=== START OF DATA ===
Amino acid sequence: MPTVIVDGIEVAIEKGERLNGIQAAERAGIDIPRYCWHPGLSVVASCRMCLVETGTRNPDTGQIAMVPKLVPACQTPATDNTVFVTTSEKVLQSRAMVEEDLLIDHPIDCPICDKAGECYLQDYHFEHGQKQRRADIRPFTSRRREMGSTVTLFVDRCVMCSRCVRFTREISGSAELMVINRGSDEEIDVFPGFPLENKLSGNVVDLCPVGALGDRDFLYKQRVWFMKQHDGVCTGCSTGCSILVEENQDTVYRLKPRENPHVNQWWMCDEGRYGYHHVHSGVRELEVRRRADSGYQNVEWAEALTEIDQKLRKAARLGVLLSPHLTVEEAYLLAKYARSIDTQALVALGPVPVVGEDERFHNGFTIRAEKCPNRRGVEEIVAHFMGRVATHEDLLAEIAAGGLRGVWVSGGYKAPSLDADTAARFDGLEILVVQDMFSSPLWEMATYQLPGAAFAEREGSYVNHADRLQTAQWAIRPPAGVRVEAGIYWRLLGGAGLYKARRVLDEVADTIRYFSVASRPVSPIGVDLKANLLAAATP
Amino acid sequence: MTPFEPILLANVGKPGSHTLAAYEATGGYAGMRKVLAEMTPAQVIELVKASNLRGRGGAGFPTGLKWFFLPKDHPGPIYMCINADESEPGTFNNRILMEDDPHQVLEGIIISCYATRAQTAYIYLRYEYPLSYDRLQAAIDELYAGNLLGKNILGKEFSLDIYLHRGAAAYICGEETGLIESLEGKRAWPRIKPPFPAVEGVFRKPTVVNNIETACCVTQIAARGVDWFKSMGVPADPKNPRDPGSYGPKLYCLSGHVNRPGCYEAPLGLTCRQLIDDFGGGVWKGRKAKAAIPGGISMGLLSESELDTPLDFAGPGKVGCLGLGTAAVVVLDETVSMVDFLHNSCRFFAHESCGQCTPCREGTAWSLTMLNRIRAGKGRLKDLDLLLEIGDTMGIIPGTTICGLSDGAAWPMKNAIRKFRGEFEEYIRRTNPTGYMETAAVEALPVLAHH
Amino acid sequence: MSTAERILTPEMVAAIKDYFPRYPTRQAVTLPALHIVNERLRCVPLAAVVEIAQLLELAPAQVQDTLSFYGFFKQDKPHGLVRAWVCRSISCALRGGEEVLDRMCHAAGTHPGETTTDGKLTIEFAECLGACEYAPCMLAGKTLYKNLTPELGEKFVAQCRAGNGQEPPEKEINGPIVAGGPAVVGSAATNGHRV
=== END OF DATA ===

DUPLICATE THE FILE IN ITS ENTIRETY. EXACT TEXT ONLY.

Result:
Amino acid sequence: MPTVIVDGIEVAIEKGERLNGIQAAERAGIDIPRYCWHPGLSVVASCRMCLVETGTRNPDTGQIAMVPKLVPACQTPATDNTVFVTTSEKVLQSRAMVEEDLLIDHPIDCPICDKAGECYLQDYHFEHGQKQRRADIRPFTSRRREMGSTVTLFVDRCVMCSRCVRFTREISGSAELMVINRGSDEEIDVFPGFPLENKLSGNVVDLCPVGALGDRDFLYKQRVWFMKQHDGVCTGCSTGCSILVEENQDTVYRLKPRENPHVNQWWMCDEGRYGYHHVHSGVRELEVRRRADSGYQNVEWAEALTEIDQKLRKAARLGVLLSPHLTVEEAYLLAKYARSIDTQALVALGPVPVVGEDERFHNGFTIRAEKCPNRRGVEEIVAHFMGRVATHEDLLAEIAAGGLRGVWVSGGYKAPSLDADTAARFDGLEILVVQDMFSSPLWEMATYQLPGAAFAEREGSYVNHADRLQTAQWAIRPPAGVRVEAGIYWRLLGGAGLYKARRVLDEVADTIRYFSVASRPVSPIGVDLKANLLAAATP
Amino acid sequence: MTPFEPILLANVGKPGSHTLAAYEATGGYAGMRKVLAEMTPAQVIELVKASNLRGRGGAGFPTGLKWFFLPKDHPGPIYMCINADESEPGTFNNRILMEDDPHQVLEGIIISCYATRAQTAYIYLRYEYPLSYDRLQAAIDELYAGNLLGKNILGKEFSLDIYLHRGAAAYICGEETGLIESLEGKRAWPRIKPPFPAVEGVFRKPTVVNNIETACCVTQIAARGVDWFKSMGVPADPKNPRDPGSYGPKLYCLSGHVNRPGCYEAPLGLTCRQLIDDFGGGVWKGRKAKAAIPGGISMGLLSESELDTPLDFAGPGKVGCLGLGTAAVVVLDETVSMVDFLHNSCRFFAHESCGQCTPCREGTAWSLTMLNRIRAGKGRLKDLDLLLEIGDTMGIIPGTTICGLSDGAAWPMKNAIRKFRGEFEEYIRRTNPTGYMETAAVEALPVLAHH
Amino acid sequence: MSTAERILTPEMVAAIKDYFPRYPTRQAVTLPALHIVNERLRCVPLAAVVEIAQLLELAPAQVQDTLSFYGFFKQDKPHGLVRAWVCRSISCALRGGEEVLDRMCHAAGTHPGETTTDGKLTIEFAECLGACEYAPCMLAGKTLYKNLTPELGEKFVAQCRAGNGQEPPEKEINGPIVAGGPAVVGSAATNGHRV